Hey Writing Friends! I’m here with another great romance centered post for you all. In continuing the theme of the month of love, let’s hop into the topic of the subgenres in romance. What I will outline for you today is by no means an all-inclusive list, as we know genres can take on a life of their own. I would suggest not getting too caught up trying to fit into each category, but you should know the general genre your writing falls in so that when it's time to publish you can select the correct categories for your book.
So let’s get into it, We’ll review 8 subgenres to successfully help you understand how to break down romance.
Contemporary generally means in the here and now. Contemporary romance takes place with the backdrop of the present day you are living in. In my opinion, this would be the easiest subgenre to write because you wouldn’t have to do a ton of research to bring this vision to life as you would with other genres such as Historical, Regency, or Sci-Fi.
Book Recommendation: “The Worst Best Man” by Mia Sosa
I’m going to start by saying in my biased opinion, Beverly Jenkins is the G.O.A.T of historical romance, I’ve always loved her melanated book covers. With that said, historical romance generally means the story is taking place in the past, commonly at least 50 years in the past. When writing this type of story you will want to make sure that your research is on point. You’ll need to think about what were the customs of the time period, what manners were people expected to have, and what traditions were typically practiced. You want to give your readers the most accurate depiction of the time period and allow them a trip back in time. You can also add in specific events that happened during your time period to further ground your reader in the time table you are referring to.
Book Recommendation: “Tempest” by Beverly Jenkins
Regency is a modification of historical fiction. Stories that fall into this subgenre typically take place during the Regency era in England, between 1811-1820(1). A popular example of this right now is “The Duke and I” by Julia Quinn, now the Bridgerton series on Netflix. These novels remind me of the old school romance novels I used to see my grandmother and my great-aunt read with Fabio Lanzoni across the cover with a woman grasping his muscular thighs and with a quick search of regency romance novels on Amazon, you’ll see much hasn’t changed. But don’t let the sappy covers of these novels turn you away if this subgenre isn’t typically the norm on your reading list. These books can still help you learn to write dynamic couples.
Book Recommendation: “Be Not Afraid” by Alyssa Cole
The first thing that comes to mind is sex, right? While that can be true in these types of novels, there’s so much more you can offer in this category of writing. The focus in this genre is the arc of the couple’s relationship. We know that sex does play an important part in a relationship, however, it is not the end all be all so your story shouldn’t focus on that. If so, then you will cross into the bounds of erotica. Take the opportunity to show the many facets a romantic relationship can look like and recall those non-sexual acts of intimacy we talked about in my previous blog.
Book Recommendation: "The Other Side of the Pillow: A Novel" by Zane
These stories have the added bonus of mystery behind them, you can even go the route of a great crime thriller in this subgenre. Think of it this way: Relationships are already difficult enough, but add a crime, a secret, high stakes, and mysterious narrative and you have a story your readers will be engrossed in.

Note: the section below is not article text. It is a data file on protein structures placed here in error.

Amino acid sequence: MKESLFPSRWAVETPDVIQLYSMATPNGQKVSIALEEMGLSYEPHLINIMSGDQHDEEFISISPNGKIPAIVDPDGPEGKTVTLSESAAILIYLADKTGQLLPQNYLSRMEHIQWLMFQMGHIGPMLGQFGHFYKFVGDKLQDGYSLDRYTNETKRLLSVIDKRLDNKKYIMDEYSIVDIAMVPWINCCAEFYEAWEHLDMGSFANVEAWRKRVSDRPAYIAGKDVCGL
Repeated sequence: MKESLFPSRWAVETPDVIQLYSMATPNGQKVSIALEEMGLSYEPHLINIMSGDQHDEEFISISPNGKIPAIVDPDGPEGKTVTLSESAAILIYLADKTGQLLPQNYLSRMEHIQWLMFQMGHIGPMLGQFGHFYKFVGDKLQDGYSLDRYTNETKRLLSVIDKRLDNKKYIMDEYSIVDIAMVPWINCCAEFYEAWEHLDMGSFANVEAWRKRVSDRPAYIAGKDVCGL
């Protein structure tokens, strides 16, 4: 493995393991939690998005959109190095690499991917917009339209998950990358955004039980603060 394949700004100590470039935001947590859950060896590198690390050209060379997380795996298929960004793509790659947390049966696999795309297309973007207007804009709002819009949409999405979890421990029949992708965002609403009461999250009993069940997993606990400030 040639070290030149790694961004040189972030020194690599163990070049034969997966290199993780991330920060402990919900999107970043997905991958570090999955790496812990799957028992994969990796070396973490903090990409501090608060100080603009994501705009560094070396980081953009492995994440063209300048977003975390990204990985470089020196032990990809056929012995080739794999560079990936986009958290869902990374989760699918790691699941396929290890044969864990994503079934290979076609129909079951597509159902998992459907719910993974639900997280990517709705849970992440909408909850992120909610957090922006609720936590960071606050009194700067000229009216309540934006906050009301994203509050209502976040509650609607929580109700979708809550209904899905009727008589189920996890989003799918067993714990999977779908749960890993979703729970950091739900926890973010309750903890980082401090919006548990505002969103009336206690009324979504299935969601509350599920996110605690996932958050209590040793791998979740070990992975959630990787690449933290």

Book Recommendation: "The Dark Bones" by Loreth Ann White
Over the years, Christian fiction has gained recognition as its own genre. You can absolutely write about any other religion or spiritual belief in this capacity. The importance is to still show a relationship arc, just as we discussed in the erotic genre. However, in this subgenre, you’ll need to zoom in on the religious or spiritual journey of your characters. This journey can be intertwined with your couple’s relationship arc.
Book Recommendation: "A Virtuous Ruby" by Piper Huguley
#7 Young Adult
The genre of YA is typically intended for the age group of 12-18, but as we know, even adults can find joy in the stories that depict teen years. These stories tend to show the discovery period of relationships. Leaning on the idea of the coming of age story, this can also entail finding your first love, learning how what loving yourself is, understanding sexuality and even family relationships can be explored in this genre.
Book Recommendation: "Love is a Revolution" by Renee Watson
The Sci-Fi and Paranormal genres give you a wide range of avenues to take your story. Adding in elements such as vampires, witches, werewolves, fairies, or even an apocalyptic timeline can be imagined in this theme of writing. This type of writing allows you to give readers a true escape from reality. To successfully do this, your worldbuilding skills have to be on point. These types of stories can be grounded in the current world that we know, but by adding in the elements mentioned before, you have to paint vivid pictures for your readers with amazing descriptive writing. You can also consider elements of fantasy here as well.
Book Recommendation: "Awaken the Dragon" by A.C. Arthur
As I mentioned at the top of the post, there are many subgenres that can be placed within romance, take the time to think through the theme of your story to classify your book in the correct terms. When it comes time to publish your book, look through Amazon or Barnes and Noble for other novels that are similar to yours. Look at what they have been categorized as to align yourself and your book the same way.
Until next time…
Happy Writing! 💚
(1)Cavendish, Richard. “The Regency Period Begins.” History Today, 2 Feb. 2011, www.historytoday.com/archive/months-past/regency-period-begins.